We recognise that innovation and technology developments cannot succeed without an adequate pool of professional talent. With the building up of a respectable science base in Hong Kong over the past six years, we have been able to draw eminent and world-class scientists and researchers from all over the world to come to Hong Kong.

At the same time, we make the promotion of entrepreneurship a cornerstone of our innovation and technology initiatives. Good technological developments are made more valuable if they are commercialised and made applicable to industry. In fact, we have just spun off a photonics packaging technology business, and we are looking forward to more commercialisation efforts.

Ladies and gentlemen, to stay ahead of the game in this competitive global environment, not only must we break new ground through the application of innovation and technology, we must also build upon our own strengths and experiences. Financial services, logistics, tourism, and professional and producer services are among our leading service sectors that have the best potential to grow. They are externally oriented, with a large proportion relating to service trade with the Mainland and other economies in the region. This unique attribute dovetails nicely with Hong Kong's role as a service hub for the region, as well as the major platform for China's trade with the world.

In our globalised market place, no one should be shielded from competition. The manufacturing sector, including the electronics industry, is undergoing transformation to re-position itself at the top of the value chain. We are seeing encouraging signs that our industries are engaging in more and more original design manufacturing (ODM) by providing their own engineering and design solutions to customers, instead of following the traditional original equipment manufacturing (OEM) mode.

So much for our effort in empowering our businesses to break new grounds and build upon past successes. Now let me talk a little about what we are doing to boost our competitiveness as an economic entity. For Hong Kong, our future hinges very much on how best we could capitalise on the enormous comparative advantages of combining our innovation and technology in a successful service economy with the spectacular manufacturing base in the Pearl River Delta.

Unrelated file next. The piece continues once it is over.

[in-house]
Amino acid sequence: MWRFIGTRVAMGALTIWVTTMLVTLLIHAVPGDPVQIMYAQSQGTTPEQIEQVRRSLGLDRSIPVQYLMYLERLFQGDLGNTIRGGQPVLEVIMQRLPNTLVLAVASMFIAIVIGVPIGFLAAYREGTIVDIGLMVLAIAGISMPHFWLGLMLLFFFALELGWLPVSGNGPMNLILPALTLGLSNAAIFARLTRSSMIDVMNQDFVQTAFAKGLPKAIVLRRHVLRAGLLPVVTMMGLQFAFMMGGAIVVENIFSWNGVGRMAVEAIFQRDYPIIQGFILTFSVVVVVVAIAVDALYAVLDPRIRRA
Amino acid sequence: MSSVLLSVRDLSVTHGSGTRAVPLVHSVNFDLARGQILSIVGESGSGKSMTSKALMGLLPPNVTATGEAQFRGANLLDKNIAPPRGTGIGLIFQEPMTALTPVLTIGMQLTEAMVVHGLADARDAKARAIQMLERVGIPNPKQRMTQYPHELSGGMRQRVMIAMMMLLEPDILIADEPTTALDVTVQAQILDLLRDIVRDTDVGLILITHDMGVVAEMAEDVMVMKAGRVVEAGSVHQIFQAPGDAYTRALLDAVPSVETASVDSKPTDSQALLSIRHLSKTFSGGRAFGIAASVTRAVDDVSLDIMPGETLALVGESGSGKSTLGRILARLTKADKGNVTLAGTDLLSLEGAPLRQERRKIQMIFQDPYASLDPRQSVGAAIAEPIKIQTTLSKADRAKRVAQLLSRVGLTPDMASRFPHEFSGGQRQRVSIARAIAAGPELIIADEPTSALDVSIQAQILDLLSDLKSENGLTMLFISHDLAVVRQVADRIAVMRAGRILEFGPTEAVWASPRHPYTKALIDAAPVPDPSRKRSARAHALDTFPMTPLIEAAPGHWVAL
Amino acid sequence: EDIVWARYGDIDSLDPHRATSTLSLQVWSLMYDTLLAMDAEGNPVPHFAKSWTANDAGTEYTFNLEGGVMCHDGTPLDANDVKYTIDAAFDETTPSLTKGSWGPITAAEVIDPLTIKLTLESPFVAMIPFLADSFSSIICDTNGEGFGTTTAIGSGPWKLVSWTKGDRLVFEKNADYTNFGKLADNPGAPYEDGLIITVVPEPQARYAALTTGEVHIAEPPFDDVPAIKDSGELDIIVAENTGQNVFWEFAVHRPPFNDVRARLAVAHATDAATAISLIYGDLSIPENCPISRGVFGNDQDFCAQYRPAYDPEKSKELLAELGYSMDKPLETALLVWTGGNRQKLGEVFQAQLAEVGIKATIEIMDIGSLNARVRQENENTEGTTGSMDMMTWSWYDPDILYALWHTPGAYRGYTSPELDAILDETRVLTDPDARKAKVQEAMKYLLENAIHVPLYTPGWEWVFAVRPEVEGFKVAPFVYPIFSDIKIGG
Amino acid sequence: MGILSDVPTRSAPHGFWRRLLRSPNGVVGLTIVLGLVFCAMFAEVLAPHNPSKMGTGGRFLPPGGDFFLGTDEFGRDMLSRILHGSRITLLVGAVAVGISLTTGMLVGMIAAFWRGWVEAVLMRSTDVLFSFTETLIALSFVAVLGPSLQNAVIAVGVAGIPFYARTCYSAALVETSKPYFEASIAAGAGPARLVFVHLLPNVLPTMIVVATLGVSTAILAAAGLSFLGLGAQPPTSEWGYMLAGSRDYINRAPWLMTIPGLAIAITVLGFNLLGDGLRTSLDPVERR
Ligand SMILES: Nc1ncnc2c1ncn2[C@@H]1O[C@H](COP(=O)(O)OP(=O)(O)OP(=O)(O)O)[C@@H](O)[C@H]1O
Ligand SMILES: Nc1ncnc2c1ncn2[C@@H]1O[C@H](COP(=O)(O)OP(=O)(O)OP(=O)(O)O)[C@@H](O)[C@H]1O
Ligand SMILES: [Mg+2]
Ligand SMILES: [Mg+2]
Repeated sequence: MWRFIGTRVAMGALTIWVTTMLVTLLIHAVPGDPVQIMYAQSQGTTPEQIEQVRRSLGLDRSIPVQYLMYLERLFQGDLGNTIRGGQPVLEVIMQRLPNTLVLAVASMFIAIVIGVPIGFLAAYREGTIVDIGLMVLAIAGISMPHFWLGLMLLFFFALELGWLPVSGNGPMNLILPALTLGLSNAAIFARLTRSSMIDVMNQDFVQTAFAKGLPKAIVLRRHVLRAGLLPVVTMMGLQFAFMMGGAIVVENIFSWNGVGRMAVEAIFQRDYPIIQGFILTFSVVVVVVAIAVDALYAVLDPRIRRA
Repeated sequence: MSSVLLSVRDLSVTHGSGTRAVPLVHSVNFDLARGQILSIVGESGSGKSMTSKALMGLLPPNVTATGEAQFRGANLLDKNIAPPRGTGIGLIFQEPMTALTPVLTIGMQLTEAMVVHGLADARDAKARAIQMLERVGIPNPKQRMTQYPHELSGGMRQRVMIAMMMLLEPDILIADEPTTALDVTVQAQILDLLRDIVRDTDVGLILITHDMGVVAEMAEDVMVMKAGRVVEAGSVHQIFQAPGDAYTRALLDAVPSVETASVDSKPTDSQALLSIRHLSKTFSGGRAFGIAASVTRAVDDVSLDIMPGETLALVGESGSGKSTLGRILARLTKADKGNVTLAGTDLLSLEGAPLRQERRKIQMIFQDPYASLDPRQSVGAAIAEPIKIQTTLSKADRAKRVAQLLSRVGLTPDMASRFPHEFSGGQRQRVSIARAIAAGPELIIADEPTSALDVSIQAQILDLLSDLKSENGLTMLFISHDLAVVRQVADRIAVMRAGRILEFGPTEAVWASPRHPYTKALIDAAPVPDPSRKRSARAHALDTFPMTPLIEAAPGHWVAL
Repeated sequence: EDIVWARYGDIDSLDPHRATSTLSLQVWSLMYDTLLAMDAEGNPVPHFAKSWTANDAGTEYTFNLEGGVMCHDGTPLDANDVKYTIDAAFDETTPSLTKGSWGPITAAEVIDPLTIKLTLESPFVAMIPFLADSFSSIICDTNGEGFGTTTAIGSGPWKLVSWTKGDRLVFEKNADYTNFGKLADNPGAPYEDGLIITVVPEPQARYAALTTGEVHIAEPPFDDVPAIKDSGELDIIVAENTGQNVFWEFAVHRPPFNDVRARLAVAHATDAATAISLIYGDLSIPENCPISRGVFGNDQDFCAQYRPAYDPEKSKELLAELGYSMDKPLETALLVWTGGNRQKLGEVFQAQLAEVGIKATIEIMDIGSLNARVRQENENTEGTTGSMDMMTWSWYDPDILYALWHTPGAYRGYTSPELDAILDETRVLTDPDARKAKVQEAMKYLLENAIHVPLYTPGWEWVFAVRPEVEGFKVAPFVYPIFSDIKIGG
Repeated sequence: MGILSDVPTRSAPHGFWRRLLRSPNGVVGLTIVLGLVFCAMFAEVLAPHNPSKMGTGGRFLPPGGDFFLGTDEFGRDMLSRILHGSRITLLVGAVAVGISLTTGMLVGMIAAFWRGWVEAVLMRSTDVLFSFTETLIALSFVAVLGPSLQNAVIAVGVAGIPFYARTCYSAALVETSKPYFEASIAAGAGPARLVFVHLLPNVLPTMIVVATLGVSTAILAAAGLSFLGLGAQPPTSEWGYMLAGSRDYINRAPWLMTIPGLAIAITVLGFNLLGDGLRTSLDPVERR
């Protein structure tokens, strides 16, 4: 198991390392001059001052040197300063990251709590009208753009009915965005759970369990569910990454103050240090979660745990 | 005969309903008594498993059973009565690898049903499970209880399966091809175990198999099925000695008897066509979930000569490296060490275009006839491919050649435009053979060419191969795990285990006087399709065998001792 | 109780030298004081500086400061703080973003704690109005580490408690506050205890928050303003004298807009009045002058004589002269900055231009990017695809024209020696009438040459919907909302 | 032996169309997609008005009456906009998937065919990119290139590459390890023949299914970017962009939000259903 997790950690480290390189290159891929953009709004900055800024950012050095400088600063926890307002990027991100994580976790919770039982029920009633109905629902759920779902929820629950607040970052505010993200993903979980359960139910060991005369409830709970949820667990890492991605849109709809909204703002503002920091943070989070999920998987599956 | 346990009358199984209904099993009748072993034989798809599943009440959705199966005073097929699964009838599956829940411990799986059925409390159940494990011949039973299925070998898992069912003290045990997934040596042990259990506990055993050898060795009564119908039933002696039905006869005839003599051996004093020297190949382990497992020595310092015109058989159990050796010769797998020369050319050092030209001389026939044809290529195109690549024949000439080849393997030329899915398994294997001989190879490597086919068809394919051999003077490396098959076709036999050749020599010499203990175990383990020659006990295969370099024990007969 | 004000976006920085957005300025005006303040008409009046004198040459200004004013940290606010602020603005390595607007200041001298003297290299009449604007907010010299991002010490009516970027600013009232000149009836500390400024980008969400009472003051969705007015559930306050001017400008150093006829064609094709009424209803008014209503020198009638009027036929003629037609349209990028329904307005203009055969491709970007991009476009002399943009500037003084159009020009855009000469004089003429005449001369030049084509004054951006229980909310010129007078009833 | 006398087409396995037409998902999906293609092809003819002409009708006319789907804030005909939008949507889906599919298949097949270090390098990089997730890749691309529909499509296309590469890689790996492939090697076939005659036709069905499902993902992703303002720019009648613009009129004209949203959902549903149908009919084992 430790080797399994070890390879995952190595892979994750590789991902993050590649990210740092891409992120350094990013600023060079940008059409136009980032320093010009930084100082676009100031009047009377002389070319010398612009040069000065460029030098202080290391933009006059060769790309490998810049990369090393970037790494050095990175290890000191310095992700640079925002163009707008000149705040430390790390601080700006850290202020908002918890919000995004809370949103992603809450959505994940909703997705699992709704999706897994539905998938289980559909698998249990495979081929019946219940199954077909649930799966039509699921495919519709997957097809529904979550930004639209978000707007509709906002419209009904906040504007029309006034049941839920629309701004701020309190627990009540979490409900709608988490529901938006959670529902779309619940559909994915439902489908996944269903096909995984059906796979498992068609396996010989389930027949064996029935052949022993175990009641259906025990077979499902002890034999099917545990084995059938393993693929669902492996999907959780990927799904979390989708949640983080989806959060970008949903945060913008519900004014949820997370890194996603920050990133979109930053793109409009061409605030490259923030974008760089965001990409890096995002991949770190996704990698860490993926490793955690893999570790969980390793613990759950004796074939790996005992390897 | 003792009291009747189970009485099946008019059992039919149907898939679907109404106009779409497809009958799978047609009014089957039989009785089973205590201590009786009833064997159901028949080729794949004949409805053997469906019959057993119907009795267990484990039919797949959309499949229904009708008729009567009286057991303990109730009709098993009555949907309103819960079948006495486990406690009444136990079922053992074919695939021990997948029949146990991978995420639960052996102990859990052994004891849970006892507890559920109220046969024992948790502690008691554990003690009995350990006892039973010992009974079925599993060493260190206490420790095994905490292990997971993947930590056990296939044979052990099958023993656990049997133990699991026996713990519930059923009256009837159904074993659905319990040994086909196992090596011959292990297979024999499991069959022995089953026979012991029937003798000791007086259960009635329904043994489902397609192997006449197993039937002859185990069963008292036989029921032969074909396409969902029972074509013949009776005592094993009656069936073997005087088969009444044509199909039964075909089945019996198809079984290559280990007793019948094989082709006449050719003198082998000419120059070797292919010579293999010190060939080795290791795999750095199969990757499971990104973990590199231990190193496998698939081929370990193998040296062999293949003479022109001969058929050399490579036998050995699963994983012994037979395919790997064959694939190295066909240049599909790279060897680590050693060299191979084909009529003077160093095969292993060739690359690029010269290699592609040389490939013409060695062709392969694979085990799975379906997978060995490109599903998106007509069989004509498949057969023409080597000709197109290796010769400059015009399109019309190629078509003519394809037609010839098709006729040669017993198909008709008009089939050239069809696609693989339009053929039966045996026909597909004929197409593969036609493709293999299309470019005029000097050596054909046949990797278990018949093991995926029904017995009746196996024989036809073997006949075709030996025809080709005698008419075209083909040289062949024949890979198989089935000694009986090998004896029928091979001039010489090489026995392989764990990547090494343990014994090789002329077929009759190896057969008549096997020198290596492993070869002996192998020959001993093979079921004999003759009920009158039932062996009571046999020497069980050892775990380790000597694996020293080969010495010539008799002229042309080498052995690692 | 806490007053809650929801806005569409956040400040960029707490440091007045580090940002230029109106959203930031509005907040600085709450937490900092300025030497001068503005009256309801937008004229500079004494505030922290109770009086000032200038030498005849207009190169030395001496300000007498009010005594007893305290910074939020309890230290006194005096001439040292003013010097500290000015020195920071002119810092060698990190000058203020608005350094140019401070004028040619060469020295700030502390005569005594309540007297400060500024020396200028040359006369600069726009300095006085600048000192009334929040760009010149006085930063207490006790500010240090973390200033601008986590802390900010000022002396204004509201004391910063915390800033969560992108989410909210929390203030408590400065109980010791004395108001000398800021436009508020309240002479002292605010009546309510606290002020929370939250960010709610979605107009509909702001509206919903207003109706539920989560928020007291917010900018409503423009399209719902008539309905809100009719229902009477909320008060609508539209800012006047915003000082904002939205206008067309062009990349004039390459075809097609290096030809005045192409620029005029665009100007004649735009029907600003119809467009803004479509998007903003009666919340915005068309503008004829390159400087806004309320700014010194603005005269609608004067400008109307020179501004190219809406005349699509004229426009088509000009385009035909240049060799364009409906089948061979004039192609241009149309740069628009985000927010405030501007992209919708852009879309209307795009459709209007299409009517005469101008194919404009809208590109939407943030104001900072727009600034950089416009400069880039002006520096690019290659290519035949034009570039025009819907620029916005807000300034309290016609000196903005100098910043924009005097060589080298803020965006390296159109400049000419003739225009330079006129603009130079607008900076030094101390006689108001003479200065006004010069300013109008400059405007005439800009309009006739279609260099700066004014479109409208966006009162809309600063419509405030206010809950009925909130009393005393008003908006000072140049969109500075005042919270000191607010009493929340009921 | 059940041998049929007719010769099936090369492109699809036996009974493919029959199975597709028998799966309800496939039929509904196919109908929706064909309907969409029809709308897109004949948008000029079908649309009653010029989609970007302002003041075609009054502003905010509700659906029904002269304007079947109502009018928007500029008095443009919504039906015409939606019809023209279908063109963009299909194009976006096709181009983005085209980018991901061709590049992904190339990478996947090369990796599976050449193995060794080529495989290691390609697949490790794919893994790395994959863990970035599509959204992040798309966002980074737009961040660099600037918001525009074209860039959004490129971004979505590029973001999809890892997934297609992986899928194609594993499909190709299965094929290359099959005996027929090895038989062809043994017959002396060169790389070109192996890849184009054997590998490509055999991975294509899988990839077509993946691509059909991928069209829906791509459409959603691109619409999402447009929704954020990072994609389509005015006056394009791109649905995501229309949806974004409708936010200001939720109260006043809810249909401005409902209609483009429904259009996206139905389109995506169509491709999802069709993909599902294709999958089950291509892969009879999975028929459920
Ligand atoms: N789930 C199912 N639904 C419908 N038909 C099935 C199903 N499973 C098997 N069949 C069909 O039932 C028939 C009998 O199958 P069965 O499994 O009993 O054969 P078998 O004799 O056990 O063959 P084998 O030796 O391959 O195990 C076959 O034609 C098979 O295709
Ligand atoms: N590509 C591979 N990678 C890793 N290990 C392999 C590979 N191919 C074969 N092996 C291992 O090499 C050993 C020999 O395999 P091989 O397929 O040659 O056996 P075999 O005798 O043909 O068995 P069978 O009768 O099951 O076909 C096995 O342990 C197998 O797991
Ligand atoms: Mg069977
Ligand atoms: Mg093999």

Hong Kong and the Pearl River Delta have a combined population of almost 50 million people. The Pearl River Delta is the most prosperous region in China. It is the largest exporter in the Mainland; and, it is, by far, the most popular destination for foreign investment. It is also estimated that the Pearl River Delta region produces US$300 million worth of goods for export everyday. With 60,000 strong Hong Kong related enterprises employing more than 11 million people in the Pearl River Delta region, Hong Kong could become the research hub in facilitating the technology upgrading of the whole region. With the signing of the Closer Economic Partnership Arrangement (CEPA) between the Mainland and Hong Kong, there will certainly be far greater co-operation and interaction by both the public and private sectors on both sides of the boundary in making full play of our complementary assets and abilities.

Ladies and gentlemen, Hong Kong is not standing still. We are moving to tackle the many challenges confronting us. We are adding value to our economic activities through the application of innovation and technology, through the leveraging of our strengths and experiences and through the deep economic integration with our neighbours in the Pearl River Delta. We are laying the foundation for sustained growth in an even high plane of prosperity.

Thank you.

Ends/Monday, May 17, 2004